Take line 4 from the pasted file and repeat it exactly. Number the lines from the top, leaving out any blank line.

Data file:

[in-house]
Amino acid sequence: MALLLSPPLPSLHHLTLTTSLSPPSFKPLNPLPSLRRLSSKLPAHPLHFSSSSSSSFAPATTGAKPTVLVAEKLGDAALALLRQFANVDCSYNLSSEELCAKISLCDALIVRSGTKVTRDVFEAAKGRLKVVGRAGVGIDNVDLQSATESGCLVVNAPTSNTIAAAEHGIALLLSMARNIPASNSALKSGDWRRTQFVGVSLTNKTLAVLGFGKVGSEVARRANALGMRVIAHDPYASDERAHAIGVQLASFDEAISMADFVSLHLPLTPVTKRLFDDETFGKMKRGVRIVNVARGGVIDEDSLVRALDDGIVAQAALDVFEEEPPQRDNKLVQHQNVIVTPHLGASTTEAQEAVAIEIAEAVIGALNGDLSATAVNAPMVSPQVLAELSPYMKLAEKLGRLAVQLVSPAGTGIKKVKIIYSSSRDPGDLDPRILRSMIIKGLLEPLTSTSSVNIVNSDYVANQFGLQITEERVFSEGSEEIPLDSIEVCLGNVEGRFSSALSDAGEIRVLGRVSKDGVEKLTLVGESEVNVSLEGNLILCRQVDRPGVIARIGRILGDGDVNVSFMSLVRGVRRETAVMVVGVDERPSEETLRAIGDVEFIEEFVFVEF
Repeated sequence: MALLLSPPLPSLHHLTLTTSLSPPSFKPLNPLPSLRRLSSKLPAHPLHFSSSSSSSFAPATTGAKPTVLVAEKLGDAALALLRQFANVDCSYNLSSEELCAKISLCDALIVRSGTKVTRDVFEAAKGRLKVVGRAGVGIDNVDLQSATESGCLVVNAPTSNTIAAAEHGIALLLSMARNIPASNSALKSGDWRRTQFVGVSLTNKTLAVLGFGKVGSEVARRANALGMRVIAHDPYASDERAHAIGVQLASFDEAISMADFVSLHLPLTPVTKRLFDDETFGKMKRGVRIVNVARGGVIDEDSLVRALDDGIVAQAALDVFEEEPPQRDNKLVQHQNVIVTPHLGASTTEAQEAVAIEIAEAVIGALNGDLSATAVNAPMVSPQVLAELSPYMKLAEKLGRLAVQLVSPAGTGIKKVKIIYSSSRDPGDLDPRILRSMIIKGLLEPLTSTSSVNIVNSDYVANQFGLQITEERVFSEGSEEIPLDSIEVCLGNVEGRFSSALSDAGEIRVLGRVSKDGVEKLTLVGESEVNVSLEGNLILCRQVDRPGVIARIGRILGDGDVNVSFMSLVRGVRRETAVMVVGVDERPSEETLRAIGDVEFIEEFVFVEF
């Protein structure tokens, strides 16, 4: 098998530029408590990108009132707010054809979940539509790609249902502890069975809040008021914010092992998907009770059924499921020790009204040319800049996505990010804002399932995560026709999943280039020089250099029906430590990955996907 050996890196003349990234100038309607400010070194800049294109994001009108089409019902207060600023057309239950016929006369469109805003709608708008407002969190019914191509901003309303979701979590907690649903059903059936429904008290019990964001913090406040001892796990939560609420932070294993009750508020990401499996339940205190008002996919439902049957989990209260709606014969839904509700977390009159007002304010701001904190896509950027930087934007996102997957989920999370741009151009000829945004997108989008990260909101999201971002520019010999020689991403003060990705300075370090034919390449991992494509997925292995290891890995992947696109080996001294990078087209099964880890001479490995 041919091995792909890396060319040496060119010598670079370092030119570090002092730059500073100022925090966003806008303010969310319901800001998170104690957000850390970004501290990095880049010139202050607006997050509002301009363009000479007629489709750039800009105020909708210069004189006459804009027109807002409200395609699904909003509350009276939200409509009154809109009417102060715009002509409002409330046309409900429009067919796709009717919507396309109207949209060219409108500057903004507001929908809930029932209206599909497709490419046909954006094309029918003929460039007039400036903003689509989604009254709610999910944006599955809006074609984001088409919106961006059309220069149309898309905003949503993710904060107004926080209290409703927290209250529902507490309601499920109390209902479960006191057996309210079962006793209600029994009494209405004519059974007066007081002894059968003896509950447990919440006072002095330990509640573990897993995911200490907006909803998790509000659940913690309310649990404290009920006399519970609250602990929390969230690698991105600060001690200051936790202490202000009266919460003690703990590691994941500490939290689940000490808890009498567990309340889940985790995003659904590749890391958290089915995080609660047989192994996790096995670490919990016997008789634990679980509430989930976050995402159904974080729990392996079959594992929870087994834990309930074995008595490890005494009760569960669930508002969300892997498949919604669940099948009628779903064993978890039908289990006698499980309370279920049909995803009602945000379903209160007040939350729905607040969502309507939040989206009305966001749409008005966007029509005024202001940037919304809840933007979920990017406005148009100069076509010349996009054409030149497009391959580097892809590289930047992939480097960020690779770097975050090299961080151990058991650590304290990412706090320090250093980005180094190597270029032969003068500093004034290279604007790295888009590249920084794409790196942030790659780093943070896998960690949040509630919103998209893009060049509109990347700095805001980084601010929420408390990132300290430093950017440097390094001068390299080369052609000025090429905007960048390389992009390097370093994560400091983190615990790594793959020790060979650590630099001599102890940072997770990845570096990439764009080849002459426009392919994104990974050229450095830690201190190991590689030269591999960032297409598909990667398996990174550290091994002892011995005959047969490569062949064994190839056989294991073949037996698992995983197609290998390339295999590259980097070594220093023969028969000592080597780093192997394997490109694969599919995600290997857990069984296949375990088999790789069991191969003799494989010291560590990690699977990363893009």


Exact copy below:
């Protein structure tokens, strides 16, 4: 098998530029408590990108009132707010054809979940539509790609249902502890069975809040008021914010092992998907009770059924499921020790009204040319800049996505990010804002399932995560026709999943280039020089250099029906430590990955996907 050996890196003349990234100038309607400010070194800049294109994001009108089409019902207060600023057309239950016929006369469109805003709608708008407002969190019914191509901003309303979701979590907690649903059903059936429904008290019990964001913090406040001892796990939560609420932070294993009750508020990401499996339940205190008002996919439902049957989990209260709606014969839904509700977390009159007002304010701001904190896509950027930087934007996102997957989920999370741009151009000829945004997108989008990260909101999201971002520019010999020689991403003060990705300075370090034919390449991992494509997925292995290891890995992947696109080996001294990078087209099964880890001479490995 041919091995792909890396060319040496060119010598670079370092030119570090002092730059500073100022925090966003806008303010969310319901800001998170104690957000850390970004501290990095880049010139202050607006997050509002301009363009000479007629489709750039800009105020909708210069004189006459804009027109807002409200395609699904909003509350009276939200409509009154809109009417102060715009002509409002409330046309409900429009067919796709009717919507396309109207949209060219409108500057903004507001929908809930029932209206599909497709490419046909954006094309029918003929460039007039400036903003689509989604009254709610999910944006599955809006074609984001088409919106961006059309220069149309898309905003949503993710904060107004926080209290409703927290209250529902507490309601499920109390209902479960006191057996309210079962006793209600029994009494209405004519059974007066007081002894059968003896509950447990919440006072002095330990509640573990897993995911200490907006909803998790509000659940913690309310649990404290009920006399519970609250602990929390969230690698991105600060001690200051936790202490202000009266919460003690703990590691994941500490939290689940000490808890009498567990309340889940985790995003659904590749890391958290089915995080609660047989192994996790096995670490919990016997008789634990679980509430989930976050995402159904974080729990392996079959594992929870087994834990309930074995008595490890005494009760569960669930508002969300892997498949919604669940099948009628779903064993978890039908289990006698499980309370279920049909995803009602945000379903209160007040939350729905607040969502309507939040989206009305966001749409008005966007029509005024202001940037919304809840933007979920990017406005148009100069076509010349996009054409030149497009391959580097892809590289930047992939480097960020690779770097975050090299961080151990058991650590304290990412706090320090250093980005180094190597270029032969003068500093004034290279604007790295888009590249920084794409790196942030790659780093943070896998960690949040509630919103998209893009060049509109990347700095805001980084601010929420408390990132300290430093950017440097390094001068390299080369052609000025090429905007960048390389992009390097370093994560400091983190615990790594793959020790060979650590630099001599102890940072997770990845570096990439764009080849002459426009392919994104990974050229450095830690201190190991590689030269591999960032297409598909990667398996990174550290091994002892011995005959047969490569062949064994190839056989294991073949037996698992995983197609290998390339295999590259980097070594220093023969028969000592080597780093192997394997490109694969599919995600290997857990069984296949375990088999790789069991191969003799494989010291560590990690699977990363893009």